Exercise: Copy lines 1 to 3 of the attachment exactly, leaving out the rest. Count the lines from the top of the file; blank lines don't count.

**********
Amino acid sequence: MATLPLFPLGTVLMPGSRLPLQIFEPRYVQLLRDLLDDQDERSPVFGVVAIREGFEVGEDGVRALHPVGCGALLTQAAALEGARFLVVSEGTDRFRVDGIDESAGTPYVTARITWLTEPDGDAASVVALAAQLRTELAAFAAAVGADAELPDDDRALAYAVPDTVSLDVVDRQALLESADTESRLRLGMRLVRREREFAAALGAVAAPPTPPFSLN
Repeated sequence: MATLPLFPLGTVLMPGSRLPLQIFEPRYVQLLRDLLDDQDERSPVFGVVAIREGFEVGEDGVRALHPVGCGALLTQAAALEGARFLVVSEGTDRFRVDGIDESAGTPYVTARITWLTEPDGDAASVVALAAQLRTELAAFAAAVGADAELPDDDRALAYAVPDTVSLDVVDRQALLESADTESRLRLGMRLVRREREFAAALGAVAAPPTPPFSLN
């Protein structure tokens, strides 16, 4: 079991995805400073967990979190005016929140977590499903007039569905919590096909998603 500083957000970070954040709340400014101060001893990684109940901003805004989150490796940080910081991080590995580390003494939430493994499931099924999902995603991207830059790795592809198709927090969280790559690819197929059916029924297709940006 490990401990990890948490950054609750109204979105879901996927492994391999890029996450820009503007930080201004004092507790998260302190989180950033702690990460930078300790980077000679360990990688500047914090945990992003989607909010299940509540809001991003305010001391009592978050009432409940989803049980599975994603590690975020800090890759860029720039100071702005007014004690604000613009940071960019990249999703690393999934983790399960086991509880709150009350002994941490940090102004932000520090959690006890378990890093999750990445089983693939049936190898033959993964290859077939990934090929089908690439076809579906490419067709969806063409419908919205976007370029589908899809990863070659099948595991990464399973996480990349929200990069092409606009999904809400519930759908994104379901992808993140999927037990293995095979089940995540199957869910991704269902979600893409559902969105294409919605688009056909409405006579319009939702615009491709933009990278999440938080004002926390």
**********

Amino acid sequence: MATLPLFPLGTVLMPGSRLPLQIFEPRYVQLLRDLLDDQDERSPVFGVVAIREGFEVGEDGVRALHPVGCGALLTQAAALEGARFLVVSEGTDRFRVDGIDESAGTPYVTARITWLTEPDGDAASVVALAAQLRTELAAFAAAVGADAELPDDDRALAYAVPDTVSLDVVDRQALLESADTESRLRLGMRLVRREREFAAALGAVAAPPTPPFSLN
Repeated sequence: MATLPLFPLGTVLMPGSRLPLQIFEPRYVQLLRDLLDDQDERSPVFGVVAIREGFEVGEDGVRALHPVGCGALLTQAAALEGARFLVVSEGTDRFRVDGIDESAGTPYVTARITWLTEPDGDAASVVALAAQLRTELAAFAAAVGADAELPDDDRALAYAVPDTVSLDVVDRQALLESADTESRLRLGMRLVRREREFAAALGAVAAPPTPPFSLN
């Protein structure tokens, strides 16, 4: 079991995805400073967990979190005016929140977590499903007039569905919590096909998603 500083957000970070954040709340400014101060001893990684109940901003805004989150490796940080910081991080590995580390003494939430493994499931099924999902995603991207830059790795592809198709927090969280790559690819197929059916029924297709940006 490990401990990890948490950054609750109204979105879901996927492994391999890029996450820009503007930080201004004092507790998260302190989180950033702690990460930078300790980077000679360990990688500047914090945990992003989607909010299940509540809001991003305010001391009592978050009432409940989803049980599975994603590690975020800090890759860029720039100071702005007014004690604000613009940071960019990249999703690393999934983790399960086991509880709150009350002994941490940090102004932000520090959690006890378990890093999750990445089983693939049936190898033959993964290859077939990934090929089908690439076809579906490419067709969806063409419908919205976007370029589908899809990863070659099948595991990464399973996480990349929200990069092409606009999904809400519930759908994104379901992808993140999927037990293995095979089940995540199957869910991704269902979600893409559902969105294409919605688009056909409405006579319009939702615009491709933009990278999440938080004002926390």